The innovation of high speed backup systems was a relatively recent phenomenon. Early computers were designed for calculating rather than for storing and managing data, which was largely done on punch cards. Rapid advancements in computers rendered these machines obsolete, giving way to workstations, minicomputers, networks of personal computers, and supercomputers used for a host of academic, commercial, and scientific purposes. Central to these advancements were rapid innovations in the microprocessor, governing the speed and power of computer systems. Equally important were advancements in the ability of computers to collect, store, and retrieve huge quantities of data. The phenomenal growth in storage capacity, usually in the form of nonremovable disks, created a parallel need for efficient backup systems in case of data loss. While computer manufacturers had considerably increased disk drive capacities, innovations in tape backup systems lagged far behind. Exabyte was originally conceived for this purpose.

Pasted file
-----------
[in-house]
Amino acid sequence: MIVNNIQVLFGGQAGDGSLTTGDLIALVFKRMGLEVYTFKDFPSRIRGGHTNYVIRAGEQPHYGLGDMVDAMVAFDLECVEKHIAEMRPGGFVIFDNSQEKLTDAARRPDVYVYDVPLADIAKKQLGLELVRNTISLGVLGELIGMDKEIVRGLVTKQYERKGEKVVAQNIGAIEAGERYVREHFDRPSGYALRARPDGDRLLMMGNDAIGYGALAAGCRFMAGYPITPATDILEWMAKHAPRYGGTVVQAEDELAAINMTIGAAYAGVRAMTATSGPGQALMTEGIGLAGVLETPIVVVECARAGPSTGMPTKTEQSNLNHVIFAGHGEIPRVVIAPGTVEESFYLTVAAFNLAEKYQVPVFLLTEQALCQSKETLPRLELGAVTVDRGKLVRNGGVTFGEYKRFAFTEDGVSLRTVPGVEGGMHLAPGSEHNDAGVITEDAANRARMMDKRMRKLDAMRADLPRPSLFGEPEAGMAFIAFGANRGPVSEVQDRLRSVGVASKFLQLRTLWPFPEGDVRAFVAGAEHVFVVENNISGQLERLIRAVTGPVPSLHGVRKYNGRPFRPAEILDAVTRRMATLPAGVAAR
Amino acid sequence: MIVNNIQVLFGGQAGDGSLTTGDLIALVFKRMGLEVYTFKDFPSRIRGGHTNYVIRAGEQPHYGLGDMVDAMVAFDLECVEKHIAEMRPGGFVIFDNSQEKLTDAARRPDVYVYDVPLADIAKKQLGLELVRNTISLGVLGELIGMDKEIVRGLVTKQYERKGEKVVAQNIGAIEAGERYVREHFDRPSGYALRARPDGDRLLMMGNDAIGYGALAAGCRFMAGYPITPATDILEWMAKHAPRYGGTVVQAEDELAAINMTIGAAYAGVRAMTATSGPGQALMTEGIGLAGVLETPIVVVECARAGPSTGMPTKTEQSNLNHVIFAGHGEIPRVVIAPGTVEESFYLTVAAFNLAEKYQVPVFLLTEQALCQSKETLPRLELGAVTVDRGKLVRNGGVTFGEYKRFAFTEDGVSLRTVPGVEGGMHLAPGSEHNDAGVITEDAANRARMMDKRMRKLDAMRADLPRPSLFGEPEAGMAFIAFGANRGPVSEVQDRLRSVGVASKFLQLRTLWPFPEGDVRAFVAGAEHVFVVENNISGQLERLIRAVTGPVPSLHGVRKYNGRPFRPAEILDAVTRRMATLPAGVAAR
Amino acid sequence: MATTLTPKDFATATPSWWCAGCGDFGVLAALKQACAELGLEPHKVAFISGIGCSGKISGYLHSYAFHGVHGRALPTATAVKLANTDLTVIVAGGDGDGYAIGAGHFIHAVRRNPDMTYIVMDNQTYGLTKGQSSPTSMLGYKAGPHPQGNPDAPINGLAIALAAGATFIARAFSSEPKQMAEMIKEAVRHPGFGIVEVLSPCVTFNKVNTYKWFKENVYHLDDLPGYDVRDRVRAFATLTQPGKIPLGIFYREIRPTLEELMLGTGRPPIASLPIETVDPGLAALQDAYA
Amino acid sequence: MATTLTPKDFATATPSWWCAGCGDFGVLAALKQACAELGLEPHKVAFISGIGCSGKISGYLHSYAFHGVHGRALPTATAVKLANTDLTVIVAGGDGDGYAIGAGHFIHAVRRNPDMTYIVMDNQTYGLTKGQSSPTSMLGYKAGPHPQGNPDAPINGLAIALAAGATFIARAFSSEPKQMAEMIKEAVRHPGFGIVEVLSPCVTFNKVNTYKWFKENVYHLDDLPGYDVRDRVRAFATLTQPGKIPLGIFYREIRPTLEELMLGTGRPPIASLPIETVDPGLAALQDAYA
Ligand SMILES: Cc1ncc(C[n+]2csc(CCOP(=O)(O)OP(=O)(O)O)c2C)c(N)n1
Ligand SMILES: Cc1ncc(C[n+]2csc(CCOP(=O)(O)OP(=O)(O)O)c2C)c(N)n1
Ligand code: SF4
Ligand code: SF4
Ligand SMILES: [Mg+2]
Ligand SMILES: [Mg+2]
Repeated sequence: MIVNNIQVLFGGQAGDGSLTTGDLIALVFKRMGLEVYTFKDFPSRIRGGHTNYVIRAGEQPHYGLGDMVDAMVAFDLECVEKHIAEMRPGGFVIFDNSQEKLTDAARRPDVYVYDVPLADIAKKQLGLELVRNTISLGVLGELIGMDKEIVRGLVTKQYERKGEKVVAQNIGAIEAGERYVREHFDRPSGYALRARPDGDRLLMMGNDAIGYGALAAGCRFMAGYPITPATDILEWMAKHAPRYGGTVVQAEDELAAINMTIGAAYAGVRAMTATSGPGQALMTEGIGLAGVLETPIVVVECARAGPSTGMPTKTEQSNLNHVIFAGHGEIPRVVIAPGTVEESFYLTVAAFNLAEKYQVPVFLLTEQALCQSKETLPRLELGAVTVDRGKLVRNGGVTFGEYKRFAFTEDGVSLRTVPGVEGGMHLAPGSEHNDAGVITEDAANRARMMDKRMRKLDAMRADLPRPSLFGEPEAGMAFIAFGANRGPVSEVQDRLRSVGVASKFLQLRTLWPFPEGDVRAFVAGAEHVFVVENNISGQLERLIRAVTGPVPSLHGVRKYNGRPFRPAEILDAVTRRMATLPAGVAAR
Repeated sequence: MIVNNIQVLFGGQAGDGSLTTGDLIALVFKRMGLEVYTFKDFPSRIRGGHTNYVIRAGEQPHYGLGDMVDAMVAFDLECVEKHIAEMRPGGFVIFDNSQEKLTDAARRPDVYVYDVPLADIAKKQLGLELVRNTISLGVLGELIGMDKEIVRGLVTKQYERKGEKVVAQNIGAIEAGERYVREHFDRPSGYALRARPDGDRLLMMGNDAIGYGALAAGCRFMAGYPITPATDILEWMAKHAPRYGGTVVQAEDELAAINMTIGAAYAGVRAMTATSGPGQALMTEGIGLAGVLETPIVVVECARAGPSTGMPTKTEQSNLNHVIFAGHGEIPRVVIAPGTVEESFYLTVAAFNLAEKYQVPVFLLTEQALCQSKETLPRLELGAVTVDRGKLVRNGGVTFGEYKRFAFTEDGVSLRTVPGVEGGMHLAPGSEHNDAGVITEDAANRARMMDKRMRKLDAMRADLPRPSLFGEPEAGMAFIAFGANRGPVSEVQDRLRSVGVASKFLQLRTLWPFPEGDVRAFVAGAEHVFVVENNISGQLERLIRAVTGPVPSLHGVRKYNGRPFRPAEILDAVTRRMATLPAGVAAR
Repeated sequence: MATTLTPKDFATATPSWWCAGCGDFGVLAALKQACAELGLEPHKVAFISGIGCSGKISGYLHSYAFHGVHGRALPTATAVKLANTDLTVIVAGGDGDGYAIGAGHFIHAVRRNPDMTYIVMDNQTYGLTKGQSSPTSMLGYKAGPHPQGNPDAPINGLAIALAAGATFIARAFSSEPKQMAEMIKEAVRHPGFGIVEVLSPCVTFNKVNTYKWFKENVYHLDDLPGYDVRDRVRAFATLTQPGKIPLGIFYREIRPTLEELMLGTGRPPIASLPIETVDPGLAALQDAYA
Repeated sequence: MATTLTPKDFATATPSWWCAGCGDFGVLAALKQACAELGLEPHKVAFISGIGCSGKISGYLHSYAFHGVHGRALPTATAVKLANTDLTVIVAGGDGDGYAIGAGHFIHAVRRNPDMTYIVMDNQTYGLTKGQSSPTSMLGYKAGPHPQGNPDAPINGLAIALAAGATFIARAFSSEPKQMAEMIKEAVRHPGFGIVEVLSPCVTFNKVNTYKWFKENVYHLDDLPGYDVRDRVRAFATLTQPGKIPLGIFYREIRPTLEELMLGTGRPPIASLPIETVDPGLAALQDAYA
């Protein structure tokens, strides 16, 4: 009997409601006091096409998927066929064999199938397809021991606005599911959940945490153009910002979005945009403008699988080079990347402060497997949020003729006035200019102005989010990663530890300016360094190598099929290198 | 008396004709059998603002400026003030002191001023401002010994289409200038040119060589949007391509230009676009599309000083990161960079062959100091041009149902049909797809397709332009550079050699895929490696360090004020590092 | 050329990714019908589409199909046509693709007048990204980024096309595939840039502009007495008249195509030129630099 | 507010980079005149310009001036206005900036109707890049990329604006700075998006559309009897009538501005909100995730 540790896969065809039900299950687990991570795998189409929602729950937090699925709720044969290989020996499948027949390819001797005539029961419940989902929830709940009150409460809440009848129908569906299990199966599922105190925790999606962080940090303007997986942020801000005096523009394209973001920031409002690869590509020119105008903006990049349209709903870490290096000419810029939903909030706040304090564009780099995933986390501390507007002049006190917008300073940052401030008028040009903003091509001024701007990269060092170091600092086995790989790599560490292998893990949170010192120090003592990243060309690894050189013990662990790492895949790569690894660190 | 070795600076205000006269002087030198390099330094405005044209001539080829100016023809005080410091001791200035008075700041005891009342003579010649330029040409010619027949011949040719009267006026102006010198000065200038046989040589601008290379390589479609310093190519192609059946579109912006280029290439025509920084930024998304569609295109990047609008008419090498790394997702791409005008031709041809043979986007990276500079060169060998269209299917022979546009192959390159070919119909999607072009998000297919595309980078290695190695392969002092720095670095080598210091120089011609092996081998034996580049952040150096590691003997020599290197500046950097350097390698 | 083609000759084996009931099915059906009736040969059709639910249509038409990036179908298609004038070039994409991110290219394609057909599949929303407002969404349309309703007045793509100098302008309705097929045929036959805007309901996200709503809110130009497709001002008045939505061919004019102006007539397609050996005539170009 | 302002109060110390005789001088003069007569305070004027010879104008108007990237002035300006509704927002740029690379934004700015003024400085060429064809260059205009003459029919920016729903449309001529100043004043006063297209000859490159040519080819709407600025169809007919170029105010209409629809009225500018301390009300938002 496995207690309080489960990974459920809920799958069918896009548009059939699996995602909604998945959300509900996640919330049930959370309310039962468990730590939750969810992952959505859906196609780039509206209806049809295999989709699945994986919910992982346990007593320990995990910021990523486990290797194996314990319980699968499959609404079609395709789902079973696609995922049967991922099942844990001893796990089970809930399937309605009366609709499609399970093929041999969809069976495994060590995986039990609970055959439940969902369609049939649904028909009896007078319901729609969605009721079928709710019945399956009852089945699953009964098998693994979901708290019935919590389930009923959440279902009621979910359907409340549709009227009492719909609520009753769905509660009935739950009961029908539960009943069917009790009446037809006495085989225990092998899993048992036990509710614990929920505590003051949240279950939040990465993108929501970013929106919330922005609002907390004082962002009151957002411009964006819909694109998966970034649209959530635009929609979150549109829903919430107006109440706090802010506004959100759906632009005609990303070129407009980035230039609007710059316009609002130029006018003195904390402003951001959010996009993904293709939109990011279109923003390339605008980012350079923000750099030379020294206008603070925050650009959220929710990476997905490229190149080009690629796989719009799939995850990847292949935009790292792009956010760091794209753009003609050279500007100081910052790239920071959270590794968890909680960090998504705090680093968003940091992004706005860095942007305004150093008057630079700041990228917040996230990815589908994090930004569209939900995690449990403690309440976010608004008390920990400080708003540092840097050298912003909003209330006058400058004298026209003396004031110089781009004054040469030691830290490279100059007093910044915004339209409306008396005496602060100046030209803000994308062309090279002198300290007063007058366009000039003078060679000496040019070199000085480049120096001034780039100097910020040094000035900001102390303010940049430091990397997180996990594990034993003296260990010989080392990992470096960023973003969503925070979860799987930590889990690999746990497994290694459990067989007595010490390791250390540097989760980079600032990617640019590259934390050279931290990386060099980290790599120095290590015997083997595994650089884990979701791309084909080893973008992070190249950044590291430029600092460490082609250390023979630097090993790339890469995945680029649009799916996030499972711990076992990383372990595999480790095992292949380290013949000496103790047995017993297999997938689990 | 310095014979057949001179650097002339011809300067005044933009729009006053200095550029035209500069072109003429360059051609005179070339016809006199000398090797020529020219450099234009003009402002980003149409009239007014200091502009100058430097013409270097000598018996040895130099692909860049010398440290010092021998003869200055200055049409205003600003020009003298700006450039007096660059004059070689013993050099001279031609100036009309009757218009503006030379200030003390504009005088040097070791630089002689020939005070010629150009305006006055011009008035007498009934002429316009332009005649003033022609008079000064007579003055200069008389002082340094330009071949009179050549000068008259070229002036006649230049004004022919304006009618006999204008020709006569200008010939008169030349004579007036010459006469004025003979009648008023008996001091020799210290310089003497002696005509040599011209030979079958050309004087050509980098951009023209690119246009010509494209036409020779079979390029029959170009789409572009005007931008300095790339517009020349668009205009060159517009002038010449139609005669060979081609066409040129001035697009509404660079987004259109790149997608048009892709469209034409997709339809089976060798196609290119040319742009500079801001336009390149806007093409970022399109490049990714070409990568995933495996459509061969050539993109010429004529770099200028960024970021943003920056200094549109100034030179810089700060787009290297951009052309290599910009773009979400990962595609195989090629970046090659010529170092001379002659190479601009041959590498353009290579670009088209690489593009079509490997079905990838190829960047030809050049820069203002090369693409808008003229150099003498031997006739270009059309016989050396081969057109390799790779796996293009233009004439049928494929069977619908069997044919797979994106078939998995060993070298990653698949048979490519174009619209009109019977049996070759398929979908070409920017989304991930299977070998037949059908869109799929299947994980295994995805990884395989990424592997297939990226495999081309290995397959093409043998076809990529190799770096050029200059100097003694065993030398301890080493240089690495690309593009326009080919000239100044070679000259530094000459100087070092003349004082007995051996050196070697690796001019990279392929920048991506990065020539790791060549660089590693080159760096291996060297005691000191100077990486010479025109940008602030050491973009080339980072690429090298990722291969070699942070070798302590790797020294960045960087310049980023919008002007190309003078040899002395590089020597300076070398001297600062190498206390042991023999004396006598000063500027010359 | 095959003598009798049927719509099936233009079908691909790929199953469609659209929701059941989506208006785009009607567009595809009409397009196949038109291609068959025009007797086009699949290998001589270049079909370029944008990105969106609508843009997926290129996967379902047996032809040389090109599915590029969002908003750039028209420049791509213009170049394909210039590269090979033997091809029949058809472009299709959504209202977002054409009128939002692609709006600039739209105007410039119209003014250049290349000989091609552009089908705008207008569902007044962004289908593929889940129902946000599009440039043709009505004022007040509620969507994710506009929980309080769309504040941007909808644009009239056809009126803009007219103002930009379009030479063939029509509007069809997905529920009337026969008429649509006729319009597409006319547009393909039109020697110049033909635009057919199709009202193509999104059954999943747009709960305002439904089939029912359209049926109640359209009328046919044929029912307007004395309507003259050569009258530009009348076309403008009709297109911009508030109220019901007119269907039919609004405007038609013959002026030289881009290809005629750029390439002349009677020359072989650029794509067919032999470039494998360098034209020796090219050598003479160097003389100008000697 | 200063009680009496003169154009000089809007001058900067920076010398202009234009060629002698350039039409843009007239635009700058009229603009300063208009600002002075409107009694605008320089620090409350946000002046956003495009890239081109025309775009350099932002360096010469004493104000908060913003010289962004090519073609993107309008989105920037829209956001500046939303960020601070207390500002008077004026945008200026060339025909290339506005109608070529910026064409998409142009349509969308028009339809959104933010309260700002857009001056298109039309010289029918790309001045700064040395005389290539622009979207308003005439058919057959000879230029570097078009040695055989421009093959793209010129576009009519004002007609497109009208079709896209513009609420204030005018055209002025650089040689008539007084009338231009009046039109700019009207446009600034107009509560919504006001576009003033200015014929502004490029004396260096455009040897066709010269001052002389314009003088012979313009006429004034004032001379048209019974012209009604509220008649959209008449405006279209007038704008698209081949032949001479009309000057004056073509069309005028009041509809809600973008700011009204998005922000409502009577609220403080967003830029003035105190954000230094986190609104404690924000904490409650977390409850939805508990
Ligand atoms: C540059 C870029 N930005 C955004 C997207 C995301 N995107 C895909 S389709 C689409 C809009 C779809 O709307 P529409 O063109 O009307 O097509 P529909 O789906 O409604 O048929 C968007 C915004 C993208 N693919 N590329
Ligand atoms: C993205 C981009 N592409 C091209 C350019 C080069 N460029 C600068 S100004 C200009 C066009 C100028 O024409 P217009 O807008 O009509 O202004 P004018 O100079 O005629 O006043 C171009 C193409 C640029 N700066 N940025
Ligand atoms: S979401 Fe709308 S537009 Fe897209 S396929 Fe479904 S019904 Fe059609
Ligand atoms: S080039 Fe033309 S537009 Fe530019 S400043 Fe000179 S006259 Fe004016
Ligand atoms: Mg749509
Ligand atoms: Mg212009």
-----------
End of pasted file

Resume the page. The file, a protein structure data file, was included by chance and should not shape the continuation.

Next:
Exabyte's beginnings were not without difficulty. Rodriguez's reported run-ins with venture capitalists over product marketing, after only six months of testing the technology, almost torpedoed the company's chances. When the venture capitalists withdrew their backing, Exabyte had to fire all 11 of its employees. Enough local investors came forward, however, for the company to rehire them. After overcoming these obstacles, Exabyte's early success relied mostly on forging strategic partnerships to gain additional capital and manufacturing expertise. In 1986, the Japanese giant Sony Corp. agreed to produce mechanisms for the tape drives. Other agreements with Japan's Kubota to make tape drives and Solectron of Silicon Valley to produce circuit boards permitted Exabyte to limit its manufacturing role to final assembly, testing, and customization. The 1987 partnership with Kubota also brought in a large cash infusion which considerably boosted Exabyte's cash flow.